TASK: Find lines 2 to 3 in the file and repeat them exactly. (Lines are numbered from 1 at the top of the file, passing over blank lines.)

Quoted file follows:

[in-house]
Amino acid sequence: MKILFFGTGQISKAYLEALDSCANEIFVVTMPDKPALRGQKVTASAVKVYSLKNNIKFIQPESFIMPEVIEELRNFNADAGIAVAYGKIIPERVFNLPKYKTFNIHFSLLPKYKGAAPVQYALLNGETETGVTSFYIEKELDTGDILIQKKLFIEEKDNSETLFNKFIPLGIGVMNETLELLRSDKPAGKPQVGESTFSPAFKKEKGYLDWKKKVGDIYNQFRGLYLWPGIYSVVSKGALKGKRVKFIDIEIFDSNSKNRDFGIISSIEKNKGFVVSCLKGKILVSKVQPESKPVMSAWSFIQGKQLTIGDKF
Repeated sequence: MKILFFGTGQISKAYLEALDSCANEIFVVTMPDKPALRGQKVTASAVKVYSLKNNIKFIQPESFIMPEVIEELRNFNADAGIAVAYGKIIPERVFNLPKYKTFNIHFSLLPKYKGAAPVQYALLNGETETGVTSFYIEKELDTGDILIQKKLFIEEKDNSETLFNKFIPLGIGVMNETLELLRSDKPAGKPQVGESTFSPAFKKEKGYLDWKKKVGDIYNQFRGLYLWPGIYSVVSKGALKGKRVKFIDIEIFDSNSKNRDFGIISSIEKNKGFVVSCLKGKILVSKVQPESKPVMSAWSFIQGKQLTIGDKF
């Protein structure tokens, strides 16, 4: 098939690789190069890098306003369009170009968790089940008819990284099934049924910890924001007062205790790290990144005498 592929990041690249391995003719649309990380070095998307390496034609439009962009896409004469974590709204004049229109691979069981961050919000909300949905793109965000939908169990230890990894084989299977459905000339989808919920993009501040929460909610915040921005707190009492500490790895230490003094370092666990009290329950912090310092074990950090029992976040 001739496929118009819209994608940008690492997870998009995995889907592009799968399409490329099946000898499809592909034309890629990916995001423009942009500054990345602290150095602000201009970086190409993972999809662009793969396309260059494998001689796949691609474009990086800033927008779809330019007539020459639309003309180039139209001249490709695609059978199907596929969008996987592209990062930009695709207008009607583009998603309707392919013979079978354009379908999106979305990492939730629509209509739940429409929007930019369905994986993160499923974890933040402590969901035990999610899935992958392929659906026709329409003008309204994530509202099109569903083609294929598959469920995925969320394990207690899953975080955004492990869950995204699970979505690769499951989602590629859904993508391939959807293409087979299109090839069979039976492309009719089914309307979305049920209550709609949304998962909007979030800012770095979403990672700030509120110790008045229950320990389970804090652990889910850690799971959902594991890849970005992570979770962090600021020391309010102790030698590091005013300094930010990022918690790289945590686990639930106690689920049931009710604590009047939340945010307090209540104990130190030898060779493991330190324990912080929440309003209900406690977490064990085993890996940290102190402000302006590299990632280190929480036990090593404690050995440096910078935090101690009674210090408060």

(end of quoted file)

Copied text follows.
Amino acid sequence: MKILFFGTGQISKAYLEALDSCANEIFVVTMPDKPALRGQKVTASAVKVYSLKNNIKFIQPESFIMPEVIEELRNFNADAGIAVAYGKIIPERVFNLPKYKTFNIHFSLLPKYKGAAPVQYALLNGETETGVTSFYIEKELDTGDILIQKKLFIEEKDNSETLFNKFIPLGIGVMNETLELLRSDKPAGKPQVGESTFSPAFKKEKGYLDWKKKVGDIYNQFRGLYLWPGIYSVVSKGALKGKRVKFIDIEIFDSNSKNRDFGIISSIEKNKGFVVSCLKGKILVSKVQPESKPVMSAWSFIQGKQLTIGDKF
Repeated sequence: MKILFFGTGQISKAYLEALDSCANEIFVVTMPDKPALRGQKVTASAVKVYSLKNNIKFIQPESFIMPEVIEELRNFNADAGIAVAYGKIIPERVFNLPKYKTFNIHFSLLPKYKGAAPVQYALLNGETETGVTSFYIEKELDTGDILIQKKLFIEEKDNSETLFNKFIPLGIGVMNETLELLRSDKPAGKPQVGESTFSPAFKKEKGYLDWKKKVGDIYNQFRGLYLWPGIYSVVSKGALKGKRVKFIDIEIFDSNSKNRDFGIISSIEKNKGFVVSCLKGKILVSKVQPESKPVMSAWSFIQGKQLTIGDKF